6. CHAPTER ONE Africa and Black British Identity (pp. 19-63)

    Reviewing what they saw as the increasing politicization of young black people in Britain in the early 1980s, the educational theorists Frank Reeves and Mel Chevannes identified five ‘traditions’ that provided ideological and practical resources for the articulation of political activity. These were: Black Power; Pan-African Socialism; Rastafarianism; Garveyism; and ‘Race Today-style Marxism’.¹ The relative popularity of each of these traditions and the extent to which they coherently can be separated from one another are open to debate, but it is instructive to note that each of the first four listed relies on forms of political discourse that originate outside...

  7. CHAPTER TWO Islam and Antiracist Politics (pp. 64-107)

    The Runnymede Trust’s 1997 report into prejudice and discrimination against Muslims in Britain not only popularized the term ‘Islamophobia’ but also offered a taxonomy of the various attitudes and opinions that it encompasses. These included seeing Islam as monolithic, inferior, and aggressive, and Muslims as manipulative and opposed to the ‘West’.¹ The report goes on to detail many incidents of racial violence suffered by Muslim Britons. Among the recommendations offered to the government is that legislation against racial hatred should include a specific reference to religion, suggesting that ‘the least society owes the victims is an accurate naming of the...

  8. CHAPTER THREE Multiculturalism and Ethnicity Politics (pp. 108-149)

    The increasing racial diversity of Britain since the Second World War is often captured in the idea of ‘the multicultural’, a term that gestures towards difference without needing to define how it may be managed; ‘multiculturalism’, however, speaks immediately to the problem of management, asking exactly how the difference of peoples might be philosophically, ethically, and politically addressed.¹ The multicultural can be conceived of as the totality of transactions and interchanges that take place within a society in which traces of more than one distinct cultural tradition can be discerned. Multiculturalism, on the other hand, refers to political and cultural...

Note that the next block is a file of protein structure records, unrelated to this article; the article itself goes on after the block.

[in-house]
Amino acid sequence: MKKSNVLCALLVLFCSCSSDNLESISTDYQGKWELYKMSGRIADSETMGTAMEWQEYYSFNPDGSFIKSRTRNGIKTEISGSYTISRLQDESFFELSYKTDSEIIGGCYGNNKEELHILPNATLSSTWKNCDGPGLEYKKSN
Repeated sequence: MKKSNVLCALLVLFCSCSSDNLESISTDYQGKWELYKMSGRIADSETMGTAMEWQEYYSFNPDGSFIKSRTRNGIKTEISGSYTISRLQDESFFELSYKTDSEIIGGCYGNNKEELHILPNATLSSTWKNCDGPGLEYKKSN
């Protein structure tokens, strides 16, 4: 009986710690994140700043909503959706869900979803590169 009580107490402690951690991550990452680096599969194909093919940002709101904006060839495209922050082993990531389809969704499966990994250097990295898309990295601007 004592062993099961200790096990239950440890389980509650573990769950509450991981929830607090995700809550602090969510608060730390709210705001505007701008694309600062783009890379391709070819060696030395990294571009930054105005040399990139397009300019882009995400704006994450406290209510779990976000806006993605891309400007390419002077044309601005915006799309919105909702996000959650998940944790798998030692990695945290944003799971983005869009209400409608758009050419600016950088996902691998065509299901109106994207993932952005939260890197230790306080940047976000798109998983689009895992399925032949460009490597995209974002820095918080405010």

9. Conclusion (pp. 150-152)

    This study has endeavoured to explore through readings of ten recent novels by black British and British Asian writers how antiracism has determined the form and content of both political debate and individual minority identities in Britain. Antiracism refers to a broad range of discrete activities, behaviours, and attitudes which contest discriminatory practices based on racial or religious difference. Many of these facets have long histories and exist in their present forms only because of the many decades of struggle that have made them possible. The dominant mode of antiracism in Britain continues to be multiculturalism, even if it has...

  10. Notes (pp. 153-175)
  11. Bibliography (pp. 176-190)
  12. Index (pp. 191-200)